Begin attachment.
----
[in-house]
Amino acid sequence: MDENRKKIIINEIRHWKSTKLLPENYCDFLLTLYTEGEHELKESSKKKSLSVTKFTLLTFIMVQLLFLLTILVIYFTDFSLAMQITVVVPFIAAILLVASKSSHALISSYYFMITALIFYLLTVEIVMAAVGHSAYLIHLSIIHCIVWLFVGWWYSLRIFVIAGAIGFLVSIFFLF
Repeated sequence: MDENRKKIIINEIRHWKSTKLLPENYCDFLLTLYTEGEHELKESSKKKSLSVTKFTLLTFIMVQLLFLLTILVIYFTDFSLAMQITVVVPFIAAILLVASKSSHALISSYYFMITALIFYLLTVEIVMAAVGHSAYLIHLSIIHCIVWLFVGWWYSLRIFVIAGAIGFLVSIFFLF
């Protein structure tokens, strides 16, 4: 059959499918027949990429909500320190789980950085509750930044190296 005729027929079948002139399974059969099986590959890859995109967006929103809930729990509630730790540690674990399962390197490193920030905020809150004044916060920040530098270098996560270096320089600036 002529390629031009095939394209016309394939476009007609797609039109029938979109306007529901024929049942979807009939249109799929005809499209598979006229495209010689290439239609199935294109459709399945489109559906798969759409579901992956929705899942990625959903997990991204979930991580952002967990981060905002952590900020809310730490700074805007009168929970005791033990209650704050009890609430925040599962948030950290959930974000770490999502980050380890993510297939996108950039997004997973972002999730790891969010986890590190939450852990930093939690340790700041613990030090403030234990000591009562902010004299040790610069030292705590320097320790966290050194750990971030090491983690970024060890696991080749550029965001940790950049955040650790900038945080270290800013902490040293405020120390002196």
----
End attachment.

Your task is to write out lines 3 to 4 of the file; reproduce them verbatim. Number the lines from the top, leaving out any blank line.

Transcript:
Repeated sequence: MDENRKKIIINEIRHWKSTKLLPENYCDFLLTLYTEGEHELKESSKKKSLSVTKFTLLTFIMVQLLFLLTILVIYFTDFSLAMQITVVVPFIAAILLVASKSSHALISSYYFMITALIFYLLTVEIVMAAVGHSAYLIHLSIIHCIVWLFVGWWYSLRIFVIAGAIGFLVSIFFLF
């Protein structure tokens, strides 16, 4: 059959499918027949990429909500320190789980950085509750930044190296 005729027929079948002139399974059969099986590959890859995109967006929103809930729990509630730790540690674990399962390197490193920030905020809150004044916060920040530098270098996560270096320089600036 002529390629031009095939394209016309394939476009007609797609039109029938979109306007529901024929049942979807009939249109799929005809499209598979006229495209010689290439239609199935294109459709399945489109559906798969759409579901992956929705899942990625959903997990991204979930991580952002967990981060905002952590900020809310730490700074805007009168929970005791033990209650704050009890609430925040599962948030950290959930974000770490999502980050380890993510297939996108950039997004997973972002999730790891969010986890590190939450852990930093939690340790700041613990030090403030234990000591009562902010004299040790610069030292705590320097320790966290050194750990971030090491983690970024060890696991080749550029965001940790950049955040650790900038945080270290800013902490040293405020120390002196």